The Sunday we redid the sermon in Minneapolis one of the members approached me after worship. She was 90 at the time. I will call her Hazel. “Karoline,” she said, “is that really true?” “What?” I answered. Hazel responded, “That God baptizes you.” “Yes, it’s true. This is what we believe. Why?” Hazel then told me about her sister who was born several years before she was. Her sister was born very ill, in the home, and never left the house because she was so sick. We are talking at least 95 years ago. The family knew she would not live long, she lived about two months as it turned out, and was baptized by her grandmother somewhere in that two month period. When Hazel’s parents went to the pastor of the Lutheran church where they had been lifelong members to plan the funeral, the pastor refused to hold the funeral in the sanctuary because he had not baptized the baby. The funeral was held in the basement of the church.
Hazel then said to me, “Does this mean my sister is OK? Is she really OK?” “Yes,” I said. “Your sister is OK.”
These are the pastoral results of practices for the sake of practices alone. Here was Hazel in front of me, 90 years old, weeping for the sister she never knew, crying tears of relief and grace. This is what happens when we tame God. Like translations do of Mark 1:9. The heavens are not “opened.” There is a perfectly good Greek word for “open” and it’s not there. The heavens are “torn apart,” a passive verb, because God cannot stand the separation any longer. Yet, look at what we do. Create systems and structures that mediate God’s presence. Insist on rituals and formalities to regulate God’s grace. Control the means of God’s love, not for the sake of good order, but for the sake of our own power.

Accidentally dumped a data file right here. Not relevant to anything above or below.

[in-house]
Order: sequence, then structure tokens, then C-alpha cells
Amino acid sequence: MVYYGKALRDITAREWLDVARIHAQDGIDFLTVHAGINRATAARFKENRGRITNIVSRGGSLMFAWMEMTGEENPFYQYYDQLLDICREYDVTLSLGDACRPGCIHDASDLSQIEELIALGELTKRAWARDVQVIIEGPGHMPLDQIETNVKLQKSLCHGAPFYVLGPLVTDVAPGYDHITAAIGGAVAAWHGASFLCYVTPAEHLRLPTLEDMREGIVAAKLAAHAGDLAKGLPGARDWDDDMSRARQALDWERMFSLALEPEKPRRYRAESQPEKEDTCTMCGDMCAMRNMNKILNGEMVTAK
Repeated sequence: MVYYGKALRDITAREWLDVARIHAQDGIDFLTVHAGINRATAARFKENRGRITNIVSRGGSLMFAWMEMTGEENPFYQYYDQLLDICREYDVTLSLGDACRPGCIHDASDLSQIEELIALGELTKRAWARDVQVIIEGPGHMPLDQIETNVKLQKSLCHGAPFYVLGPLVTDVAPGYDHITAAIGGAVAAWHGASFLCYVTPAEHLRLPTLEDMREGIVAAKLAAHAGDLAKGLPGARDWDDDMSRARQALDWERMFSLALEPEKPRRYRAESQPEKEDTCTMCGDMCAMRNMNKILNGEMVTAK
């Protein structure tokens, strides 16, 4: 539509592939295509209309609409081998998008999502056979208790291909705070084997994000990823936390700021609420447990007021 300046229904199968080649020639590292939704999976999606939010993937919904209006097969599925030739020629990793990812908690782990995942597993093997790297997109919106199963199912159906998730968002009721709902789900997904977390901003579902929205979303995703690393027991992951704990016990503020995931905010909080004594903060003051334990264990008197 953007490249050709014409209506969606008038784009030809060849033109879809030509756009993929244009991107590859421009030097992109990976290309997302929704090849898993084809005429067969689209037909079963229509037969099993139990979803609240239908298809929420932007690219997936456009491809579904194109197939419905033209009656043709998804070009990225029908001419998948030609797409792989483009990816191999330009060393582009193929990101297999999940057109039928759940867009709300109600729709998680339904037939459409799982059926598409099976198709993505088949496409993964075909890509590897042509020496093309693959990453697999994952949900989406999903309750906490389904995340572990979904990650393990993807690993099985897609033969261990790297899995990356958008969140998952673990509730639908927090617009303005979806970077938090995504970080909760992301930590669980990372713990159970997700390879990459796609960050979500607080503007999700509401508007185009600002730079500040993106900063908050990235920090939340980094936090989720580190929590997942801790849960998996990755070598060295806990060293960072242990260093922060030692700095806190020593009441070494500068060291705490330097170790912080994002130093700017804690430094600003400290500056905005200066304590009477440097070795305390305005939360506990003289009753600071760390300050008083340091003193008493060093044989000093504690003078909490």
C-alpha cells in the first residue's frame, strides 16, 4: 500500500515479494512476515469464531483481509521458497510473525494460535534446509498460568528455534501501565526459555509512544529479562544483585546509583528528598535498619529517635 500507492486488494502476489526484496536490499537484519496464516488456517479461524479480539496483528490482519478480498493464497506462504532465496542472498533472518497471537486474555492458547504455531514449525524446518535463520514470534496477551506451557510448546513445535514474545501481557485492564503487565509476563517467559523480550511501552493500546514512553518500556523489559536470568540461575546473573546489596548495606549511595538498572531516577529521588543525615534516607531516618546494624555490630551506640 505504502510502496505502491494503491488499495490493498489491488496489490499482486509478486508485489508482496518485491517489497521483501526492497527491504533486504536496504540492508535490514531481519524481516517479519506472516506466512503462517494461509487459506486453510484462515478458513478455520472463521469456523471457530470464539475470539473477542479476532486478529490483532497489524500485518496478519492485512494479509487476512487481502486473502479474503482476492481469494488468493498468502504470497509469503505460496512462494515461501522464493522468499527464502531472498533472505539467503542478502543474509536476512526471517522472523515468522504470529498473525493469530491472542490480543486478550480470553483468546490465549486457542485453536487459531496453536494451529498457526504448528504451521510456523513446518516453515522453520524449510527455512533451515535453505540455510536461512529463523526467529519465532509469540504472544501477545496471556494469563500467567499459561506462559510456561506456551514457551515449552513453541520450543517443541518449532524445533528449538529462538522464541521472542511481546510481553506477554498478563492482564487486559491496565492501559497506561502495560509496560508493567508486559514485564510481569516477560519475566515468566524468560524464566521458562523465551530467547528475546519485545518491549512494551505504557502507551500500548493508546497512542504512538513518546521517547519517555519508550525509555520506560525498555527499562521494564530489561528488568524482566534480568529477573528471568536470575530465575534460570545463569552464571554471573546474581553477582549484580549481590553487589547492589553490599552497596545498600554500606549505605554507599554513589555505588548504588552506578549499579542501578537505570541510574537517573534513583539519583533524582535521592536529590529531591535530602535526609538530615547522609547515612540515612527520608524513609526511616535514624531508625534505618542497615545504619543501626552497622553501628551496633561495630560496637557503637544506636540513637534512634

Baptism of our Lord Sunday according to Mark? Well, get ready and hold on. There is nothing tame or complacent or orderly about baptism at all. There are no rules, no ecclesial documents, no constitutions or bylaws. Rather, we are plopped in the middle of the wilderness with Elijah and the heavens ripping apart before our very eyes. I wonder what a baptism service would look like if we actually had Mark in mind. I have a feeling it would be less comfortable, less controlled, and by that I don’t just mean a crying baby in response to some cold water on the forehead.
I realize that all of you preachers out there reading this are committed and beholden to certain baptismal practices, either established by your denomination, your particular church, even your own beliefs. This is not a plea to eschew structures for the sake of some sort of shock value.
My invitation to you this week is to let Mark spark your baptismal imagination. Is there one thing, one aspect, one particularity according to Mark that might change, albeit even momentarily, how you or your congregation have always imagined baptism to be? Because then you will give witness to God’s determination to deter all of our attempts at God’s domestication. For Mark, God’s entry into our humanity started at Jesus’ baptism and was then confirmed at Jesus’ crucifixion.
When baptism is a wilderness experience, an unexpected entrance of God, and a little terrifying, well then, we will know the meaning of baptism according to Mark.